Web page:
Former WeWork CEO Adam Neumann's friendly relationship with Jared Kushner reportedly led to meeting Trump and a White House visit

Former WeWork CEO Adam Neumann. Michael Kovac / Getty Images for WeWork
Former WeWork CEO Adam Neumann's friendly relationship with Jared Kushner led him to a visit to the White House and ultimately to a meeting with President Donald Trump in 2018.
The relationship is recorded in the new book "Billion Dollar Loser," which follows the rise and fall of Neumann and WeWork.
According to the book, Neumann and Kushner met as young real estate moguls in New York City. After Trump's victory in 2016, Neumann Kushner quietly visited the White House and chose not to talk about Trump's travel ban.
Neumann also adopted some of Trump's traits, adopting the term "false news" and holding rally-like corporate meetings.
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Former WeWork CEO Adam Neumann's friendly relationship with Jared Kushner led him to a visit to the White House and ultimately to a meeting with President Donald Trump in 2018.
This emerges from Reeves Wiedeman's new book "Billion Dollar Loser," which chronicles the rapid rise of WeWork, as well as the scandals and other problems that hit Neumann and the company over the past year.
Wiedeman reported on the relationship between Neumann and Kushner, who met as two aspiring real estate moguls in New York City and bonded over their shared religious beliefs. WeWork rented space in several Kushner-owned buildings in New York, and Neumann and his wife Rebekah were kind enough with Kushner and his wife Ivanka Trump to have dinner at a New York restaurant after Trump's 2016 win, Wiedeman reported.
Read more: 20% of New York's WeWork space is empty. Here you can see important vacancies that the city's largest office tenant is trying to fill.
In 2017 Neumann was invited to the White House, an invitation from the WeWork public affairs team asked him to decline. At the same time, the Trump administration had just announced its travel ban, and WeWork insiders urged Neumann to oppose the decision, especially since he was an immigrant himself. However, according to Wiedeman, Neumann decided to quietly visit the White House anyway and not speak publicly about the travel ban so WeWork would not feel compelled to take a stand on future issues.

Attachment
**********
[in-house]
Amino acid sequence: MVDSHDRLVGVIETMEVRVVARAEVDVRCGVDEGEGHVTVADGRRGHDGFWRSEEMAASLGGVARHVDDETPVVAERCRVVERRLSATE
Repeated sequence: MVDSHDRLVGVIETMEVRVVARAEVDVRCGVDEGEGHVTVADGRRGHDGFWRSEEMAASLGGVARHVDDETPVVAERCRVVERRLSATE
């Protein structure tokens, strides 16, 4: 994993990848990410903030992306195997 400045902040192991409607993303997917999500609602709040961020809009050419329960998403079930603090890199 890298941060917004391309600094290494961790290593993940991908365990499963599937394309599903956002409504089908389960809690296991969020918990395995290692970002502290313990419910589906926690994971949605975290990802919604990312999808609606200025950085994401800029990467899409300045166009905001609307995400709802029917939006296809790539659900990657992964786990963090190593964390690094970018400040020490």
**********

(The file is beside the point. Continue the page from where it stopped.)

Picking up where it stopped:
After Trump's victory, WeWork staff noticed that Neumann was adopting some of the president's behaviors, Wiedeman reported. Similar to Trump rallies, WeWork executives would exaggerate the crowd at corporate events before Neumann took the stage. And like Trump, Neumann is said to have used the term "false news" when people criticized WeWork, according to Wiedeman.
In August 2018, Neumann's connection with Trump closed when they met in person: The Neumanns, Kushner, and Ivanka Trump were having dinner on the Trump golf course in New Jersey when the president passed their table, Wiedeman reported.
A Neumann spokesman did not immediately respond to Business Insider's request for comment.
Neumann was CEO of WeWork from the company's founding in 2010 until the end of 2019, when he stepped down from the position and from the company's board of directors as part of a buyout deal with SoftBank. Neumann's departure came after WeWork was shaken by controversy after filing its filing for an IPO. The filing resulted in a staggering loss of over $ 1.6 billion.
Read more: WeWork received $ 1.1 billion in new funding from SoftBank as the coworking giant's membership declined
The revelations prompted WeWork to postpone its IPO, shut down the WeGrow education branch, and attempt to sell some of the companies it had previously acquired.
Soon after, the spotlight moved to Neumann, who appeared to be embroiled in web credit and conflicts of interest, including the family's involvement in WeWork's business. A Wall Street Journal exposé reported that Neumann had created a hard party culture at WeWork that included drugs and alcohol, and that he and his wife Rebekah, who also worked on WeWork, were known for their cutthroat management styles.
As of last year, WeWork hired a new CEO who took over a new round of funding from SoftBank and expects profitability in 2021.
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